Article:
• Jul 1, 2008
Cars.com has updated its American Made Index, and the list has flip-flopped some models right off, while others have hopped onto the top ten. Cars.com uses the parts origin information from the window sticker, along with the location the vehicle is manufacture at and sales numbers to determine which vehicles have the most US-based content. Ford's F150 and Explorer are the chocolate wafer to the rest of the list's cream filling, sandwiching everyone else between their respective #1 and #10 rankings. General Motors has the most vehicles in the top ten list, with the quartet of Cobalt, Malibu, G6, and Silverado 1500. Not surprisingly, Toyota's Tundra, built in Indiana and Texas, makes the grade at #5. Chrysler's Sebring is that company's only placing on the list, though even the same generation of a particular model can place high one year and fall off the next as automakers juggle OEMs and running changes. If sales of light trucks continue their precipitous fall, the AMI may look radically different the next time around. Four of the ten are body-on-frame trucks, and there's also a pair of minivans, all set to suffer in sales as buyers start to move en masse to more efficient vehicles.

[Source: Cars.com]


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  • 12 Comments
      • 6 Years Ago
      Everybody else,

      Suck it

      -Honda

      • 6 Years Ago
      These lists are interesting but I'd like to see someone do a complete analysis of how many are employed or the direct dollar impact of a particular model. If my main concern is helping American workers I can always just buy whatever is built on US soil but if it's just bolted together with Chinese versus American parts then that might make a difference. Whether the company making the product is based in the US or not is irrelevant.
        • 6 Years Ago
        Ideally it needs to be owned here and sourced here.
        Much like a chain, no link is any less important than the other.
        A U.S. based company typically pays more in benefits and taxes.
        Foreign companies take a good chunk their profit and send it back to the motherland.
        Of course it is better to have foreign products sourced here as much as possible.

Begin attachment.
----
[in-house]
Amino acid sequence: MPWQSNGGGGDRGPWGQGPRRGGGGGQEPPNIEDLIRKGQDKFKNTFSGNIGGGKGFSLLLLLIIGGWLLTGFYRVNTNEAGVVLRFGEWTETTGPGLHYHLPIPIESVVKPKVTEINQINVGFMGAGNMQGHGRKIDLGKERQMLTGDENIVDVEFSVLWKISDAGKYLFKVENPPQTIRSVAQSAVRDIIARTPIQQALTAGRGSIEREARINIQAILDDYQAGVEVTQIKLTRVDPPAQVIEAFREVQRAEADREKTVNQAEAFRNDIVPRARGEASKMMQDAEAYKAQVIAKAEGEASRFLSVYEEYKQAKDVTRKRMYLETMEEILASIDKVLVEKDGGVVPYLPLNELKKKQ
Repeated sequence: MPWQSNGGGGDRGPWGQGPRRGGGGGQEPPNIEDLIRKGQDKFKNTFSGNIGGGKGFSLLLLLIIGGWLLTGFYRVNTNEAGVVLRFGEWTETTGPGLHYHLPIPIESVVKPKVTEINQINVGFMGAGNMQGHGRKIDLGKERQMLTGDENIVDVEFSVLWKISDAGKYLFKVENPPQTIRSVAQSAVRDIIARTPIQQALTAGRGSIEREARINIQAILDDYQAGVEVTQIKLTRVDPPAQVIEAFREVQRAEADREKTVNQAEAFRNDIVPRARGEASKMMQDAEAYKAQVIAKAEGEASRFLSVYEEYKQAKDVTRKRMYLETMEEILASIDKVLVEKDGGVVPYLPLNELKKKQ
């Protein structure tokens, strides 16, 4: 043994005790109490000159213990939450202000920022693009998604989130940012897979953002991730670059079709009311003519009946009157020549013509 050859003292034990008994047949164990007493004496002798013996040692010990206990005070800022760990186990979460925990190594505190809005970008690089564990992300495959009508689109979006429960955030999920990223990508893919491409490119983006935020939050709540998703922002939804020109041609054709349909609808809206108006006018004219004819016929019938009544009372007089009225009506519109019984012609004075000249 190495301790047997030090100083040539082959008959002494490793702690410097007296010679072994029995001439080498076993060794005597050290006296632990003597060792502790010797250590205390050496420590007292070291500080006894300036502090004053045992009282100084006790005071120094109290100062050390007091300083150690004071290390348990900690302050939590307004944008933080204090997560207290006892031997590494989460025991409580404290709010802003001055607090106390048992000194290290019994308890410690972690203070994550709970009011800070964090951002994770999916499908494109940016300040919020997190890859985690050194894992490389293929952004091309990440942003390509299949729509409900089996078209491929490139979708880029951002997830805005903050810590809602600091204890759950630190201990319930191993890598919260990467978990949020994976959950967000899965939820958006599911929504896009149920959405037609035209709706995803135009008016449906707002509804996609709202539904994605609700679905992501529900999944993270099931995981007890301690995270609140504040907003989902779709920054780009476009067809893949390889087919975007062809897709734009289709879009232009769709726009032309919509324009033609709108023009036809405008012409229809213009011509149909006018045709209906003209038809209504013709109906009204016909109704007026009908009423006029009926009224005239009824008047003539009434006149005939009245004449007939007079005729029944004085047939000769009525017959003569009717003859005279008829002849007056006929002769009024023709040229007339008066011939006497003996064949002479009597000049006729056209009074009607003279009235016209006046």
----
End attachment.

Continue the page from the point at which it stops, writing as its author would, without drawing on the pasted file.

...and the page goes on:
China has only recently (last few decades) come alive due to the massive amount of product sourcing that developed nations have sent there. (albeit mainly out of greed)
        If sending money and resources there has the effect of waking them up, what effect does it have on us to send all of our resources away?
      • 6 Years Ago
      Just a couple comments:

      1) If you really want to help the economy, you must extend your "buy American" mentality to everything you consume. When you consume goods other than automobiles, do you check the label to see where the item was manufactured?

      2) Having been royally screwed twice by Ford Motor Company in my younger years (35 years ago), I ventured into the "foreign" market. If you heard my stories, you would probably agree with my reasoning.

      3) My personal experience with "foreign" autos is that they have FAR SUPERIOR quality to any Ford I owned, have lasted longer, have a higher resale value, and get better gas mileage.

      4) Regarding all the "content" arguments: our AMERICAN corporations have voluntarily gone overseas to produce everything (including the one I work for). Why? Because wages are lower, benefits are lower, and there are no unions demanding everything under the sun (if you're laid off, you're laid off - why should you get 95% of your pay for doing nothing - anybody out there study economics? Specifically the laws of supply and demand? No demand - stop producing. How can that possibly work when you continue to pay workers for doing nothing????)